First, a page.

I wonder what the disciples felt when they first saw Jesus in the upper room. After all, every single one of them, save for John, had abandoned Jesus when he was arrested in the garden. Peter even denied knowing Jesus not once, but three times! Were they ashamed? Afraid? Were they expecting that Jesus was going to berate them for abandoning him, and for not having faith?
I imagine there must have been a bit of shock when Jesus spoke, and the first words out of his mouth were “Peace be with you.” Perhaps that is why he repeats those words again- to let the disciples know that he truly brings peace, and is not there to judge or condemn. He then shows the apostles the depth of his mercy by forgiving them of their sins, and by giving them the power to forgive sins through the gift of the Holy Spirit.
This gift of forgiveness is central to what we celebrate on this Second Sunday of Easter, which was named Divine Mercy Sunday by Pope St. John Paul II in the year 2000. On this Sunday, we recognize that God’s mercy is limitless, and that it is poured out upon the world for the salvation of all humanity. The question is, are we open to receive that mercy? Are we open to allowing God to be present in our lives? Or do we, like Thomas, sometimes refuse to believe that God is present and at work unless our demands are met?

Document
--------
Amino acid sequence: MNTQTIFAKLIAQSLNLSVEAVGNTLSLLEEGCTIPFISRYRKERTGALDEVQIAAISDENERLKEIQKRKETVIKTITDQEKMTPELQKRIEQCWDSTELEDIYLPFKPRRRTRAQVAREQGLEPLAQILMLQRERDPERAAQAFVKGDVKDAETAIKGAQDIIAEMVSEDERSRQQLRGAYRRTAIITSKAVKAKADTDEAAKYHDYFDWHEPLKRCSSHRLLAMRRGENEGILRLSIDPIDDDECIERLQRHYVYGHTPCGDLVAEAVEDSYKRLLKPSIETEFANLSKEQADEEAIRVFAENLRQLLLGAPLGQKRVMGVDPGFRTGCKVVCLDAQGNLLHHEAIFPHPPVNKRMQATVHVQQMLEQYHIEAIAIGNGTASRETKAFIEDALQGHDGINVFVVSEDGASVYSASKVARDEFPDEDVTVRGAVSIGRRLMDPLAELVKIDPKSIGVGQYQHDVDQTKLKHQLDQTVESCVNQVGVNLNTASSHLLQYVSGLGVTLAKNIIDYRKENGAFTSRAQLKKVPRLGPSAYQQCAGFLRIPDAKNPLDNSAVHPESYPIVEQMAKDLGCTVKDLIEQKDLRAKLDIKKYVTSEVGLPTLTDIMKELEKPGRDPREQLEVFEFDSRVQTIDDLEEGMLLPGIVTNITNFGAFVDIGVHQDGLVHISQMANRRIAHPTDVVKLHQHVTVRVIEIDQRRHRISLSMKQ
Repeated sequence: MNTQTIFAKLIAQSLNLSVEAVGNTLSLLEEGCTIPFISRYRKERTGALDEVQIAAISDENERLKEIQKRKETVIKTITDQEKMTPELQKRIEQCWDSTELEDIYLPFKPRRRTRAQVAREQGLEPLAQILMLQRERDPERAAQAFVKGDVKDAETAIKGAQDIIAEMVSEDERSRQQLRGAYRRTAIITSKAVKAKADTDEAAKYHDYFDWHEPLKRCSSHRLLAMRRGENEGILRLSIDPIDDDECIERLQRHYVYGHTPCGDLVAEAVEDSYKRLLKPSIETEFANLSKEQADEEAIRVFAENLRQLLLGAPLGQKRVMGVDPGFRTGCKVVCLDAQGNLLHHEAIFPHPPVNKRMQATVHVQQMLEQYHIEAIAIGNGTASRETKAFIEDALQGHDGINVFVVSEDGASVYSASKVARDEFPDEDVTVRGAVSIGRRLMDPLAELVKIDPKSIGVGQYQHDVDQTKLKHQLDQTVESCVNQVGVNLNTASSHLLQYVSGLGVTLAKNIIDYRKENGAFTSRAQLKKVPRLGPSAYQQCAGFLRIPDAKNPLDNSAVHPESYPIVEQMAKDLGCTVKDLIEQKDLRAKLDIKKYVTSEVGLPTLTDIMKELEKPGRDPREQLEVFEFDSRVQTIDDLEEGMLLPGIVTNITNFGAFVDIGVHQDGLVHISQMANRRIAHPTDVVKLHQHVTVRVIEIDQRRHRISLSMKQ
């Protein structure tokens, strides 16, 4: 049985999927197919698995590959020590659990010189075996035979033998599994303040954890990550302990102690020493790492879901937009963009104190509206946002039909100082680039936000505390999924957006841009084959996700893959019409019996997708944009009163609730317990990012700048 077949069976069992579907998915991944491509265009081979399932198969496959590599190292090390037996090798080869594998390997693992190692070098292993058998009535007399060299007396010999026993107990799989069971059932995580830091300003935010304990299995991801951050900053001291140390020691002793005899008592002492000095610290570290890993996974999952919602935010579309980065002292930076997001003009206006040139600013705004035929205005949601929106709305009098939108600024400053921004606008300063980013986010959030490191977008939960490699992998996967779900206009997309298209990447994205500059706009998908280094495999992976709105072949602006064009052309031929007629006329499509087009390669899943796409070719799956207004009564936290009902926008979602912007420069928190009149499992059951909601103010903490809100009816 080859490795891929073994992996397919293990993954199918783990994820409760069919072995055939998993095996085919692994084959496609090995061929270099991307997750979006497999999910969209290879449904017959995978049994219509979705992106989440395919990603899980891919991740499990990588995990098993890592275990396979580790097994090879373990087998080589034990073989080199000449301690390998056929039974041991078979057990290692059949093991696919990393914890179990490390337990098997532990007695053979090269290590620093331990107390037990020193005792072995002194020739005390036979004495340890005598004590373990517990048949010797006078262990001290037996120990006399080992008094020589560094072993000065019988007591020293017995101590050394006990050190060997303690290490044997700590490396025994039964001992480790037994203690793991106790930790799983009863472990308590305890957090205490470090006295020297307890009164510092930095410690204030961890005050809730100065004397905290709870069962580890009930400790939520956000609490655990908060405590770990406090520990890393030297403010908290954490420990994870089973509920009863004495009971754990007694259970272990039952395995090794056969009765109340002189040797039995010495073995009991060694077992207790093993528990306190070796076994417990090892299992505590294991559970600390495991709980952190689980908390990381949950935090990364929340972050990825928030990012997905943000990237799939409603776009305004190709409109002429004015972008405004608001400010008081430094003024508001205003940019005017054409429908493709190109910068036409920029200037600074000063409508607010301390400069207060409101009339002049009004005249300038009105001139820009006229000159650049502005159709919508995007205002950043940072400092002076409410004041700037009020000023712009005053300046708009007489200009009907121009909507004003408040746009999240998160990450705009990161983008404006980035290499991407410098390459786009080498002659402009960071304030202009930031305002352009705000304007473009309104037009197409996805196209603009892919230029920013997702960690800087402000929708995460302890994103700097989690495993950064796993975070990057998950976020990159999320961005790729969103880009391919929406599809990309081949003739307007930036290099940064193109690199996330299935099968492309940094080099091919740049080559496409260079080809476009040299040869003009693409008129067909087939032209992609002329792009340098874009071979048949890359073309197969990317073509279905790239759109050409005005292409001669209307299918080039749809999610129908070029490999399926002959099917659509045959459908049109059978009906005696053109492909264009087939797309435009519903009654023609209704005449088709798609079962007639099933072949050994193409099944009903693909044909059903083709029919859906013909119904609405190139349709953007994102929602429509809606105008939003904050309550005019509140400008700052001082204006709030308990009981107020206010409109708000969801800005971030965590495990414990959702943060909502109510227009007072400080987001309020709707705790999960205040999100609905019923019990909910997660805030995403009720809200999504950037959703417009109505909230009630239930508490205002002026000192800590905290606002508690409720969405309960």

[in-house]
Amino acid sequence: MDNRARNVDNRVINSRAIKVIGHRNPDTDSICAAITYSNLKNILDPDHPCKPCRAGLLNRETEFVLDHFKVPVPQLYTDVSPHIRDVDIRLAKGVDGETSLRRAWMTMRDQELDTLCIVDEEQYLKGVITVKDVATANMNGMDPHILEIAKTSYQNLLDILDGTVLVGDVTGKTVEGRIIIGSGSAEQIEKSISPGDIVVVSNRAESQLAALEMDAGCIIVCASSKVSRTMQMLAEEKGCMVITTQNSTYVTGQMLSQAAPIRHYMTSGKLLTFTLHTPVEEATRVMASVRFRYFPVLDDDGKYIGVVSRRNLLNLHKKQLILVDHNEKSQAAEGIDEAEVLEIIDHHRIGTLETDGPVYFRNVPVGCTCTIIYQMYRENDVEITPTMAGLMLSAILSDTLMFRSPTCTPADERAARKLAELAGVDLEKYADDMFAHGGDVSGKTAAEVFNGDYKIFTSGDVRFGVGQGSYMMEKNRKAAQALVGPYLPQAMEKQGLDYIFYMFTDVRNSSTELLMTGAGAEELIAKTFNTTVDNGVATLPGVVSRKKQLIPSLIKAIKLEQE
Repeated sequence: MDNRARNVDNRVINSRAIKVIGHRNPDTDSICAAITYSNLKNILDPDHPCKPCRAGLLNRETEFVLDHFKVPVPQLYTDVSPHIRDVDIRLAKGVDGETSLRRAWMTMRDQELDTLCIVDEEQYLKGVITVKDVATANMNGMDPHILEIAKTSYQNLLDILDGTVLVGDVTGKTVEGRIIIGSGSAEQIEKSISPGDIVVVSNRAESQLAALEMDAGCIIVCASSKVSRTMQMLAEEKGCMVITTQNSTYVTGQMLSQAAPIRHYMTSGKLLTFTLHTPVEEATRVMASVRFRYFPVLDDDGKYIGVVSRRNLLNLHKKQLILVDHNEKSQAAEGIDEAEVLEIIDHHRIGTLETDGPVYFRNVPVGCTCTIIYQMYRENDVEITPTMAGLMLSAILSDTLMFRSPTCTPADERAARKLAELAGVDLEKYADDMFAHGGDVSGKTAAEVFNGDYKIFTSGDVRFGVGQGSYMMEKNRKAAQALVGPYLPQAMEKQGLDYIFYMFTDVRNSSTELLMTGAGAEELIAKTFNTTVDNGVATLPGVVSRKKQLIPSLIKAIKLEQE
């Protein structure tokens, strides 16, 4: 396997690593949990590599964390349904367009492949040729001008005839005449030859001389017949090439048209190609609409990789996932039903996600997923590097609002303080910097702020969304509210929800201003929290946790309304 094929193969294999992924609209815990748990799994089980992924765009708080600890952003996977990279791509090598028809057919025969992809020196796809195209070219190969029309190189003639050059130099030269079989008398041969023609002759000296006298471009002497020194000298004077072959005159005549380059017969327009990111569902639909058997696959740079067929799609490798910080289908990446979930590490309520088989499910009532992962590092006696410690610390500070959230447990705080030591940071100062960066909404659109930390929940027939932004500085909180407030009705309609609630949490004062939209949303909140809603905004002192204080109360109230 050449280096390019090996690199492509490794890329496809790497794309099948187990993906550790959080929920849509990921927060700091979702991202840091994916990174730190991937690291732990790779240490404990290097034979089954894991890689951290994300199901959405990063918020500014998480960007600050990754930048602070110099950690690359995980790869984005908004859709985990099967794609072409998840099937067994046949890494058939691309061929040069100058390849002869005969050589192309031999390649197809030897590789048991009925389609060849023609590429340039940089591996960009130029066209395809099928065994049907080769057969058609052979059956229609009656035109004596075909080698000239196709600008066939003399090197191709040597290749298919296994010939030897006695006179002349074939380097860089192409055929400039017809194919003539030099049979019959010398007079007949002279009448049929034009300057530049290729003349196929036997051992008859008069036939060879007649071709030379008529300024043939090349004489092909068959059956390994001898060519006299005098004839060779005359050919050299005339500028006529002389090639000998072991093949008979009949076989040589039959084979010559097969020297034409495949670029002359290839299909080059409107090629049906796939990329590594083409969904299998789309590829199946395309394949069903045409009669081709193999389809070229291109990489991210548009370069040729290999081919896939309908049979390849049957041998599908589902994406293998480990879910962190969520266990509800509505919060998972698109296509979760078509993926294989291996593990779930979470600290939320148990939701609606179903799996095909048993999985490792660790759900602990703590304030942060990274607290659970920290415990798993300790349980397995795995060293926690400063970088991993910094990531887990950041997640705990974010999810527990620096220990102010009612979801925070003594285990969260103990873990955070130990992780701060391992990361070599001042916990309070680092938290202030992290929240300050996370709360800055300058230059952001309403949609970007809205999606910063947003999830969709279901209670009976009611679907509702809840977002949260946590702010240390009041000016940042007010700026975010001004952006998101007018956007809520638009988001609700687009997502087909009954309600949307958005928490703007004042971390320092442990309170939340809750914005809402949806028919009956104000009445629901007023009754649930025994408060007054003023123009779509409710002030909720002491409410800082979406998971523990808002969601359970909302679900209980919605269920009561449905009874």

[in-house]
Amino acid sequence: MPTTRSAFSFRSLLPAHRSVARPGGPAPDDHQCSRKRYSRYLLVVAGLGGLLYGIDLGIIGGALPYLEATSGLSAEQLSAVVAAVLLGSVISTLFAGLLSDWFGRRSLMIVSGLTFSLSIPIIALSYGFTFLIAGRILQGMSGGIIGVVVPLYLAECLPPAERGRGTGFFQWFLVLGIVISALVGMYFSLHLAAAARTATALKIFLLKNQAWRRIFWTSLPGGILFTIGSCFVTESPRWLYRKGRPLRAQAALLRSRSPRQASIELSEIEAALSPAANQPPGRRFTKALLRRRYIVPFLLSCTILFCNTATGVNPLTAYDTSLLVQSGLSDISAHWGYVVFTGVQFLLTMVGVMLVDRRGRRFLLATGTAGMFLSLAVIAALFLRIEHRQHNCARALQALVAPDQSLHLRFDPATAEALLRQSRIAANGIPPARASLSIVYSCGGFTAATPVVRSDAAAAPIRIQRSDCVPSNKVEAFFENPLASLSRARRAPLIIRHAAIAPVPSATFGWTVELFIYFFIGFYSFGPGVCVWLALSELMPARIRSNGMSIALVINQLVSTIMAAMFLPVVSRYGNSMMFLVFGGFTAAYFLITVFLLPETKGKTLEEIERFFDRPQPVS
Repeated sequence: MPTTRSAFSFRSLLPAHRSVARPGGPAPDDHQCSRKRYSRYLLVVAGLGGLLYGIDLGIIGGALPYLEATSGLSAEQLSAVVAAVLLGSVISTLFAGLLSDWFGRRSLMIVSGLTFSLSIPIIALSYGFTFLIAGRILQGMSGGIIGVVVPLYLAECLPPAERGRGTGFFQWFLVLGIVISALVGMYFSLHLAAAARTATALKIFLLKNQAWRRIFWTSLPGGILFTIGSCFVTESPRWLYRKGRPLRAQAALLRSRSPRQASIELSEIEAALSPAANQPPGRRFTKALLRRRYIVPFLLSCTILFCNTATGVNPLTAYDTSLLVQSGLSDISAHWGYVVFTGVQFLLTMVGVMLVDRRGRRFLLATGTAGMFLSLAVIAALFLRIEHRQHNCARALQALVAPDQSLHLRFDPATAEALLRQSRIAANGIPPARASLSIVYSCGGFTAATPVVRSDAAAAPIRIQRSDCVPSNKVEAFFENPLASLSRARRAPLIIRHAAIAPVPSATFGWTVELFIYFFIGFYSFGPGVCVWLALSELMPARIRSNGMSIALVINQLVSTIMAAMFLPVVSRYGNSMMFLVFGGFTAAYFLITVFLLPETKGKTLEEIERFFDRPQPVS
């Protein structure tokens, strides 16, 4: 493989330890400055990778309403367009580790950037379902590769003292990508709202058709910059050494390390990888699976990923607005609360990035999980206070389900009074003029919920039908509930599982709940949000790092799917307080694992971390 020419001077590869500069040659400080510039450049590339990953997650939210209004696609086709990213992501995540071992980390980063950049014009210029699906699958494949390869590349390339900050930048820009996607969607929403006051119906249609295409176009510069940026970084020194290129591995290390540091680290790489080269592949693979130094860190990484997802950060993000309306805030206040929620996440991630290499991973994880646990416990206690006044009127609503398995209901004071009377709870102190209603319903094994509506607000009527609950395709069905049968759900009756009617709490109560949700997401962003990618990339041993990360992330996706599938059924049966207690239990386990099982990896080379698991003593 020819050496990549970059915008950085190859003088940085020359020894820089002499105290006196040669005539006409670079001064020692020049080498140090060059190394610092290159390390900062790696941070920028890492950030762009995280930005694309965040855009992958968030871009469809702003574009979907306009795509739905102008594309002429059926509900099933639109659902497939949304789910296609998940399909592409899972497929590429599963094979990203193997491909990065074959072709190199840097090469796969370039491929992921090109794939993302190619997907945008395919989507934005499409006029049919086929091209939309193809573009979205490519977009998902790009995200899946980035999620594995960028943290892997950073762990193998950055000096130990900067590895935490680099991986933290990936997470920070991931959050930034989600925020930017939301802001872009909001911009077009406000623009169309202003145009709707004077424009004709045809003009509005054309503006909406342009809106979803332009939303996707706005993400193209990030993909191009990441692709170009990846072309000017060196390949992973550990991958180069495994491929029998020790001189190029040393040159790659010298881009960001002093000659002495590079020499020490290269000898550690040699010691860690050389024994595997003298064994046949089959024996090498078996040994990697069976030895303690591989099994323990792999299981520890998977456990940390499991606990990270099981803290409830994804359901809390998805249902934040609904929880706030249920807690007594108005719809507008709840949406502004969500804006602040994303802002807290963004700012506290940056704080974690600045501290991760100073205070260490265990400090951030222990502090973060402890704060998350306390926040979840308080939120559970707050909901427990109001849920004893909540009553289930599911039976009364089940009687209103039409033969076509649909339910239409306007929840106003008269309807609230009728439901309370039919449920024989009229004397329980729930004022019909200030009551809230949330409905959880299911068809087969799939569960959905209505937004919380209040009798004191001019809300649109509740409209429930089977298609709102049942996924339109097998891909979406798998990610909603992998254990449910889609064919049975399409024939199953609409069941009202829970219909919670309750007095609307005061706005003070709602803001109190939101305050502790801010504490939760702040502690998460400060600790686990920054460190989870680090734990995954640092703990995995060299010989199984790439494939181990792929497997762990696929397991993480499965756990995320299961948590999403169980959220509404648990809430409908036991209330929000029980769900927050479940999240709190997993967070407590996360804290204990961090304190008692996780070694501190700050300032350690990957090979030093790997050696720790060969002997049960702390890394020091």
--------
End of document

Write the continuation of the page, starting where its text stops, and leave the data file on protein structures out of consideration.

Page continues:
I do think that Thomas sometimes is misunderstood, because when he sees the risen Lord, his faith is clear. If he completely denied the Resurrection, he would not have remained in the upper room with the other disciples, hoping that Jesus would come again. However, the message is also clear that those who have not seen, and yet believed, are just as blessed as those who have seen the risen Lord with their own eyes. Do we allow these blessings to come to us through our belief in the Resurrection?
I think the words of our Opening prayer at Mass today beautifully sum up what we are called to strive for in the midst of this Easter season.
God of everlasting mercy,
who in the very recurrence of the paschal feast
kindle the faith of the people you have made your own,
increase, we pray, the grace you have bestowed,
that all may grasp and rightly understand
in what font they have been washed,
by whose Spirit they have been reborn,
by whose Blood they have been redeemed.
I invite you to reflect on this prayer throughout this week, as we continue to celebrate the joy of the Lord’s resurrection.
Sincerely in Christ,
Fr. Steven Huber, CSB